Despite this year’s terror attacks in Paris, there have been very few cancellations for travel to France. // © 2015 Creative Commons user aigle_dore
Feature image (above): Europe is expecting a banner year in tourism for the year ahead. // © 2015 Creative Commons user aigle_dore
With France in a state of emergency and terror in Turkey, we reached out to experts and people on the ground in Europe to get a better picture of the travel situation for tourists. On the whole, we found that Europe is still perfectly safe, and that certain destinations are expected to do better than ever.
The country on everyone’s minds is France, especially with its added measures of security and its three-month state of emergency. But for the most part, everything in France is business as usual. Travelers must keep a few things in mind — notably, that the government has decided to establish systematic checks at entry points to France, including road, rail, port and airport crossing points. These border control restorations mean that passports must be presented at these checkpoints, even if a traveler is coming from another country in the European Union. Delays are to be expected at airports and stations employing international services, so allow for extra travel time. All tourist attractions in France remain open.
“We have had virtually no cancellations to France, even though we offered guests traveling to Paris through Nov. 27 the opportunity to postpone or cancel without penalty,” said Lisa McKee, public relations lead and communications manager for Trafalgar and Brendan Vacations. “We expect future trips to operate as scheduled, but in all cases, we will be guided by the U.S. State Department and French authorities.”
Other countries in Europe are not reporting any lack of interest, either.
“I have not seen any push back from clients on existing European travel bookings,” said Franca Di Spigna, a travel advisor with Valerie Wilson Travel. “I sense some people are waiting to make any further European plans for 2016 until the start of the first quarter, in order to have a better sense of the global economic and political climate.”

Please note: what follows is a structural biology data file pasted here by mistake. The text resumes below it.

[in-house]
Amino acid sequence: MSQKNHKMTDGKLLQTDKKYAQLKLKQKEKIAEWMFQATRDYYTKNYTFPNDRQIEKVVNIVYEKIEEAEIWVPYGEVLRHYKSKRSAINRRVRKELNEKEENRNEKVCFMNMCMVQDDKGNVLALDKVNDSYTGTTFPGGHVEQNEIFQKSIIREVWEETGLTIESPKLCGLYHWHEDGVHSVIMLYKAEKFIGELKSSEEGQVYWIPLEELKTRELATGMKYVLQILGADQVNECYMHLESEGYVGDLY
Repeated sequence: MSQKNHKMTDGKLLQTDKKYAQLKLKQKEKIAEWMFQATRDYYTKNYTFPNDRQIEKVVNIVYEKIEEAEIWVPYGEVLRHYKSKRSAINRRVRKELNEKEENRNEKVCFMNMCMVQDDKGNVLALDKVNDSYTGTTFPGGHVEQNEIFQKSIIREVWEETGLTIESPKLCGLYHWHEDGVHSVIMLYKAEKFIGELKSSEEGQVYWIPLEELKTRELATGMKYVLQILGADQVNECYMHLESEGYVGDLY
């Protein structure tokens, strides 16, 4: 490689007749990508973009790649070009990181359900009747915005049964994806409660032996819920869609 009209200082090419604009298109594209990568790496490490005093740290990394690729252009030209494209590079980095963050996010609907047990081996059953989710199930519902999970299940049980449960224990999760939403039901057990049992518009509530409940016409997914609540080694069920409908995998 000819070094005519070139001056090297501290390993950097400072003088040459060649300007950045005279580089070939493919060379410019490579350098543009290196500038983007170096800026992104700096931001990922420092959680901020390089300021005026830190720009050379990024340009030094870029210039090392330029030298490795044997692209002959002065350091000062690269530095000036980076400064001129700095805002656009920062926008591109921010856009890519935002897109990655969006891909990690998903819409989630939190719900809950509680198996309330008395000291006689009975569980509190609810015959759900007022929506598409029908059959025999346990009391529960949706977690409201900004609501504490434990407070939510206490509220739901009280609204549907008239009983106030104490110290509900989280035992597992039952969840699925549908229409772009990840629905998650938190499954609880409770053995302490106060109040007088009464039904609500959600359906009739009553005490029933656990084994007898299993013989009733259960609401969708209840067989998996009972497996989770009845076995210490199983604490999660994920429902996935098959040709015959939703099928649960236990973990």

Britain is open, operating as usual and welcoming visitors, according to Patricia Yates, director of strategy and communications for VisitBritain.
“The U.K. threat level has not been raised,” Yates said. “Theaters, restaurants, hotels, attractions and shops are all open as usual, and airports, ports, airlines and public transportion are all operating normal services. We have seen record numbers of visitors to Britain this year and anticipate that inbound tourism will continue to see sustained growth.”
Switzerland saw a growth of 6 percent from January to September 2015, compared to the same period last year, according to Alex Herrmann, director of the Americas for Switzerland Tourism. The Swiss National Tourist Office reports that tour operators and hotels in Switzerland are not indicating a change in booking levels or cancellations.
Greece is expecting a banner year in travel.
“2016 is expected to be a busy tourism season for Greece and the islands,” said Konstantinos Bastas of Protravel International. “Nonstop airlift from the U.S. has increased by more than 75 percent from last year with the additional flights added by Delta Air Lines and United Airlines to Athens. The success of Greece’s tourism season will have much to do with the global state of affairs. As long as travelers feel comfortable traveling, Greece should see a record tourism season.”
Turkey, however, will continue to be a bit of a question mark until the world sees how the situation unfolds.
“Turkey is bleeding,” said Ronen Paldi, president of Ya’lla Tours USA. “We just lost a pilgrimage tour to Turkey for early next year because of what’s going on in Paris.”
However, much of the state of travel in Turkey remains to be seen.
“A lot of things are unknown and unknowable,” said Earl Starkey of Protravel. “If Turkey can stay out of the news negatively for a while, I think we will have a good year. Turkey is and remains a safe destination for tourists. The crisis in Syria is a long way away from the major tourist sites and would not affect travelers wanting to visit those destinations.”